Hoosac tunnel

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(Host) Many places in New England inspire legends and ghost stories. Recently commentator Joe Citro visited one spot that is said to be haunted, and he says it’s easy to see why.

(Citro) On March 29, 2004, my friend Steve Bissette and I headed south from Pownal, Vermont to check out Massachusetts’s “Big Dig.” Not Boston’s dig, but an earlier one that’s almost forgotten.

I’m talking about the Hoosac Tunnel, a five mile hole bored through the earth to permit east-west railroad passage.

It was definitely the biggest hole we’d ever seen, a huge mouth in the mountainside. We couldn’t picture how it was engineered. They started digging at both ends at once, creating a 5-mile horizontal hole straight through mountains almost 2000 feet tall. How did they make ends meet?

Somehow they managed, creating America’s longest tunnel.

The whole project took 24 years and cost over $21-million dollars. Many new technologies were tried including the first commercial application of Nitroglycerine.

Predictably, problems continued – far too many for this brief commentary.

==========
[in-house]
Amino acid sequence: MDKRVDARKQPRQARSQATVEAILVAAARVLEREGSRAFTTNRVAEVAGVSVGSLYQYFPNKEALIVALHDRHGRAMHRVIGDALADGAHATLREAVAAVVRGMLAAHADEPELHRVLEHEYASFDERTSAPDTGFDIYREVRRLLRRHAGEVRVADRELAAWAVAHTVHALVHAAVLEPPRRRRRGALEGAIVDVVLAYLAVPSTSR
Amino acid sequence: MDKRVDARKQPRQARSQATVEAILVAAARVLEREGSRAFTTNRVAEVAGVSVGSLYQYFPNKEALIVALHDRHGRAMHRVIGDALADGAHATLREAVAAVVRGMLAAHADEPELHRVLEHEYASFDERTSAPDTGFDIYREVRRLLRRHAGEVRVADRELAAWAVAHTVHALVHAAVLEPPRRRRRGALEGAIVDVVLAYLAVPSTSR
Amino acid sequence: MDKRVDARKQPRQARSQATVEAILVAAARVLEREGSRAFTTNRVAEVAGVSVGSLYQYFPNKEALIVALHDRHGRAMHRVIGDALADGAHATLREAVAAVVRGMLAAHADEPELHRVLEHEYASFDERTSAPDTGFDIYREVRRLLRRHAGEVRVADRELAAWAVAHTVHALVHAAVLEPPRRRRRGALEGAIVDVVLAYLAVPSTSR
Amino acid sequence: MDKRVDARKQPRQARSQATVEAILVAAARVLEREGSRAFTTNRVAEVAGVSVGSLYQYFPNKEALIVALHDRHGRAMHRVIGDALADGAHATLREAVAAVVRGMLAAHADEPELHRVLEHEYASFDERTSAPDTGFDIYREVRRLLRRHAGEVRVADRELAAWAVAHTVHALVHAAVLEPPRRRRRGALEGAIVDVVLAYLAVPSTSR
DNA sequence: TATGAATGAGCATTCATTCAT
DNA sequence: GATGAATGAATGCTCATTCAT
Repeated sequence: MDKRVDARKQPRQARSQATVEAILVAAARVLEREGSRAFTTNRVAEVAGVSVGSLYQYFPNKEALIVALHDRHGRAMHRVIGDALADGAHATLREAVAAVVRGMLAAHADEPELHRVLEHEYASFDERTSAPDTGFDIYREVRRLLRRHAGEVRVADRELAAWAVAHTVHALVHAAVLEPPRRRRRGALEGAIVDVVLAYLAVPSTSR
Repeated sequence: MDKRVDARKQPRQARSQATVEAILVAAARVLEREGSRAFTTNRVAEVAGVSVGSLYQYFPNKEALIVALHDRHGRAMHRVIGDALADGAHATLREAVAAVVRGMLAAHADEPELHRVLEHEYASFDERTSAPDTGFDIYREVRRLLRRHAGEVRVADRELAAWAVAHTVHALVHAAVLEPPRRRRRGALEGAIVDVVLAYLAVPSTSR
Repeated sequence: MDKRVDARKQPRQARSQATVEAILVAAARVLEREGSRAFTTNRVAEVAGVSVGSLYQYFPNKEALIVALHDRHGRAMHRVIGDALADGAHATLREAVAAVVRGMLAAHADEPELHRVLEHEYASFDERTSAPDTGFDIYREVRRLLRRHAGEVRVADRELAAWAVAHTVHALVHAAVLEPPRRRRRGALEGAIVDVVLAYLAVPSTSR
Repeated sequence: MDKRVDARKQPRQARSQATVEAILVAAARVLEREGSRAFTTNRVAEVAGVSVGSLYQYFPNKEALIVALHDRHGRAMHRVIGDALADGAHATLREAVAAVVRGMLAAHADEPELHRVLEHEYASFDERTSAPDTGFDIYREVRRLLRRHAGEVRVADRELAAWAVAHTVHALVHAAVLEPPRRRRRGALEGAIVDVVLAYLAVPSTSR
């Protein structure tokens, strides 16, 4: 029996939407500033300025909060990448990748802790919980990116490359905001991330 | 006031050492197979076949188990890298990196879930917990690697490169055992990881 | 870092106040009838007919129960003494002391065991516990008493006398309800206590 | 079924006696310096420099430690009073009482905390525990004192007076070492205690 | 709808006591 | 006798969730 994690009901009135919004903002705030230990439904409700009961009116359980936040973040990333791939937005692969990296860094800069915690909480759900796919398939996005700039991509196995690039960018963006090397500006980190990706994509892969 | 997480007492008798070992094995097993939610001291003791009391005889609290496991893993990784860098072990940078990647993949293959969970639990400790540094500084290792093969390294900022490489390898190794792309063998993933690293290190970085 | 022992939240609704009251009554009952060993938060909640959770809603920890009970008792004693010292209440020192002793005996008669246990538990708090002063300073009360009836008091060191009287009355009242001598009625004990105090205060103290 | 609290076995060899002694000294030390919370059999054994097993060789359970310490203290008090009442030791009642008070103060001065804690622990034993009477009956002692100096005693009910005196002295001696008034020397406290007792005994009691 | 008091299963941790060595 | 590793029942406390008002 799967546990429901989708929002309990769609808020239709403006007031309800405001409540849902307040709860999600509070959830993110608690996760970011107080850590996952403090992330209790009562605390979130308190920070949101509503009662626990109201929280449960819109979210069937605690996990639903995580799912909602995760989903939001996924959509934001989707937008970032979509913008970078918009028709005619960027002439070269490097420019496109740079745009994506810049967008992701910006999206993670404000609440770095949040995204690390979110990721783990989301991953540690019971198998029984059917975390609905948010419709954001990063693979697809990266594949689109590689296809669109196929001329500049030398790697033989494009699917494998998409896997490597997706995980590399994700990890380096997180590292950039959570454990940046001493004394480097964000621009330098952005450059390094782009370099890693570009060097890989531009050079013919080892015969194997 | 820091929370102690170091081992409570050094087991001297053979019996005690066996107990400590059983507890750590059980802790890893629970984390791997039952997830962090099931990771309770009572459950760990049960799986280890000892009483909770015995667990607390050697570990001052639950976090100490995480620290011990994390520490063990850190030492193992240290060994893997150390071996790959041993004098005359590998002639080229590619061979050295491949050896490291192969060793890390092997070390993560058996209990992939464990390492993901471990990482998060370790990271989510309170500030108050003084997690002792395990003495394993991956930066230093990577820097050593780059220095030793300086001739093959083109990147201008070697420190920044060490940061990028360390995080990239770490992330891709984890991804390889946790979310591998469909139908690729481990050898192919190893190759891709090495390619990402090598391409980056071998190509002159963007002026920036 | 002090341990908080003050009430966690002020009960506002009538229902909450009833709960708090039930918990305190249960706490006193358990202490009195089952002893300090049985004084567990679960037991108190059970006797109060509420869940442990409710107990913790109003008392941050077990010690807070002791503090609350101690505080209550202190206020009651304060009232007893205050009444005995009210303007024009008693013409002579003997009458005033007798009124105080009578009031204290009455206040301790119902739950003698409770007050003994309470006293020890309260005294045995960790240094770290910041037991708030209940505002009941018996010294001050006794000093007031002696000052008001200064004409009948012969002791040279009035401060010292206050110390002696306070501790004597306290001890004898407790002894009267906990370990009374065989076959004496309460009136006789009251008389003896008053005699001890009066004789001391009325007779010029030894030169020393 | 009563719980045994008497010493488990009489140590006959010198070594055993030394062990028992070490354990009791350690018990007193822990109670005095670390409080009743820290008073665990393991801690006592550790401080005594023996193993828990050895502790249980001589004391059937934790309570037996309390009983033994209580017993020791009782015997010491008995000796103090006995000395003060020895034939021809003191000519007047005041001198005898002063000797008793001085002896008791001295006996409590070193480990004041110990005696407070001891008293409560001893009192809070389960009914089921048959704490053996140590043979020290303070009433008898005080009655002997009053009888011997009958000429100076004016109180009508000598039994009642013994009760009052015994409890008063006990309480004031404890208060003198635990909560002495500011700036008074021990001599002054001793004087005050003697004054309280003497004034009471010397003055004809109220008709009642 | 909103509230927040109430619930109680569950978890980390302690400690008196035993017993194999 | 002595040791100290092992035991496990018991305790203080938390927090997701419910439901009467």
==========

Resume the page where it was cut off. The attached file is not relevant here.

But here’s the thing: almost 200 lives were lost to explosions, collapsing walls, fires, and asphyxiation. So many people died that the tunnel was dubbed “The Bloody Pit.” Today, it’s considered one of the most haunted places in New England.

In 1865 explosives expert Ringo Kelley touched off a blast that killed his two companions. Soon after, he disappeared without a trace. Exactly one year later his body turned up in the tunnel, exactly where the men had died. He’d been strangled. No clues, not even footprints, were ever found.

In 1868 a construction worker heard a male voice crying out in agony. After that, he refused to reenter the tunnel. Investigators found no one, but the agonized wails have continued for over a century. Sometimes voices cry out, warning of forthcoming disasters.

During snowstorms, locals report ghostly miners carrying picks and shovels. They don’t answer calls or leave footprints in the snow.

Inside, lights appear and vanish. Many railroad workers have encountered a headless, lantern-carrying shade in the tunnel’s lightless depths.

In 1874 Harlan Mulvaney fled from the tunnel and vanished. A century later, Bernard Hastaba set out to walk through the tunnel. He never emerged and couldn’t be found inside.

Maybe he wandered into a secret room that’s supposedly hidden near the center. It’s bricked up, they say, and conceals unspeakable horrors.

Steve and I didn’t stick around to meet the ghosts. We were scared off tunnel itself, which was cold and dangerous. Inside, water poured down like saliva and toothlike chunks of ice and bricks crashed lethally to the floor.

This is Joe Citro, saying, “Maybe next time.”

Novelist Joe Citro is a native Vermonter. He lives in Burlington.

2004 Copyright Joseph A. Citro

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